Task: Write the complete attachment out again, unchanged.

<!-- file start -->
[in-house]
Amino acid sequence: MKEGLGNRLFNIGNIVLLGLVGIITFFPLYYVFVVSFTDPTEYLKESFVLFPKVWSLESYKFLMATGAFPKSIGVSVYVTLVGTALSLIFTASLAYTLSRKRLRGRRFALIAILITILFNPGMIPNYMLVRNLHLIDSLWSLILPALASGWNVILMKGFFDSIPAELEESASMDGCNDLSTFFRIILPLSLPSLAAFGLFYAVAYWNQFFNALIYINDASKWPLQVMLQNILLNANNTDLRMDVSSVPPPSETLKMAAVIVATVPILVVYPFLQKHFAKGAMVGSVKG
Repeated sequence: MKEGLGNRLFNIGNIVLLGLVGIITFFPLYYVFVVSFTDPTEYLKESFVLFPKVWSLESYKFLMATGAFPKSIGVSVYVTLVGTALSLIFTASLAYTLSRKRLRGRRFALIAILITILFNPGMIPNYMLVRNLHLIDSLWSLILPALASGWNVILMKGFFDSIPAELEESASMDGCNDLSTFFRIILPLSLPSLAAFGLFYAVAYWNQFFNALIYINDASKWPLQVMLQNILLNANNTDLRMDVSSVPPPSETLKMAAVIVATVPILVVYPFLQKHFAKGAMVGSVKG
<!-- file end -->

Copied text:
[in-house]
Amino acid sequence: MKEGLGNRLFNIGNIVLLGLVGIITFFPLYYVFVVSFTDPTEYLKESFVLFPKVWSLESYKFLMATGAFPKSIGVSVYVTLVGTALSLIFTASLAYTLSRKRLRGRRFALIAILITILFNPGMIPNYMLVRNLHLIDSLWSLILPALASGWNVILMKGFFDSIPAELEESASMDGCNDLSTFFRIILPLSLPSLAAFGLFYAVAYWNQFFNALIYINDASKWPLQVMLQNILLNANNTDLRMDVSSVPPPSETLKMAAVIVATVPILVVYPFLQKHFAKGAMVGSVKG
Repeated sequence: MKEGLGNRLFNIGNIVLLGLVGIITFFPLYYVFVVSFTDPTEYLKESFVLFPKVWSLESYKFLMATGAFPKSIGVSVYVTLVGTALSLIFTASLAYTLSRKRLRGRRFALIAILITILFNPGMIPNYMLVRNLHLIDSLWSLILPALASGWNVILMKGFFDSIPAELEESASMDGCNDLSTFFRIILPLSLPSLAAFGLFYAVAYWNQFFNALIYINDASKWPLQVMLQNILLNANNTDLRMDVSSVPPPSETLKMAAVIVATVPILVVYPFLQKHFAKGAMVGSVKG